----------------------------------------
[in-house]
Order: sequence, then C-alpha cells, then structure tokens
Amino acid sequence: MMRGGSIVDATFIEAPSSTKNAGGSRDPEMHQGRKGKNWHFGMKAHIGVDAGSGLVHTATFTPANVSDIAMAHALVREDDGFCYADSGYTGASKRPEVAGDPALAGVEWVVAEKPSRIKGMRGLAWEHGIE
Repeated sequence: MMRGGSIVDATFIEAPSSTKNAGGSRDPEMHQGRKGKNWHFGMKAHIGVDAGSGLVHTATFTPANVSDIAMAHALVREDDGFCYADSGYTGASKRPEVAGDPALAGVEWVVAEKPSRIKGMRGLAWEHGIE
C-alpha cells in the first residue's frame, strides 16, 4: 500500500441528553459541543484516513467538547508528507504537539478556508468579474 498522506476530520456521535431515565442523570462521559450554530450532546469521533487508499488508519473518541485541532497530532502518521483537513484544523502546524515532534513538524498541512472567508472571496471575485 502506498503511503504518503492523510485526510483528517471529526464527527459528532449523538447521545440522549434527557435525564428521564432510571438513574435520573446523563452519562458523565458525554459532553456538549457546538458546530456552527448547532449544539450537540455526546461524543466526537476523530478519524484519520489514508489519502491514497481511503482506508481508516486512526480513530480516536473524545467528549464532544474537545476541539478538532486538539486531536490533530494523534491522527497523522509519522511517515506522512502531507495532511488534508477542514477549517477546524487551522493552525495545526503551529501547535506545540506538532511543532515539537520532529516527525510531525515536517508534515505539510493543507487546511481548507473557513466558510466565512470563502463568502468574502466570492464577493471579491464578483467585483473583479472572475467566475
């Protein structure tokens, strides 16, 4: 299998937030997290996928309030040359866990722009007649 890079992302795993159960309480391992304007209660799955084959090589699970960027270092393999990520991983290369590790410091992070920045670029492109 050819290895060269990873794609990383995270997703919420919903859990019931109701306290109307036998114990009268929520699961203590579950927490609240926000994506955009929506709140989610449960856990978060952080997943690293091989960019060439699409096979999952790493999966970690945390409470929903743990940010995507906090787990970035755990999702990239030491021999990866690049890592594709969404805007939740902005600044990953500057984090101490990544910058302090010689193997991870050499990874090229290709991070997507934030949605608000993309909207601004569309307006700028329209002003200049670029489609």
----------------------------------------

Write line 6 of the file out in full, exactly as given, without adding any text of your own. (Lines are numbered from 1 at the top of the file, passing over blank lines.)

């Protein structure tokens, strides 16, 4: 299998937030997290996928309030040359866990722009007649 890079992302795993159960309480391992304007209660799955084959090589699970960027270092393999990520991983290369590790410091992070920045670029492109 050819290895060269990873794609990383995270997703919420919903859990019931109701306290109307036998114990009268929520699961203590579950927490609240926000994506955009929506709140989610449960856990978060952080997943690293091989960019060439699409096979999952790493999966970690945390409470929903743990940010995507906090787990970035755990999702990239030491021999990866690049890592594709969404805007939740902005600044990953500057984090101490990544910058302090010689193997991870050499990874090229290709991070997507934030949605608000993309909207601004569309307006700028329209002003200049670029489609």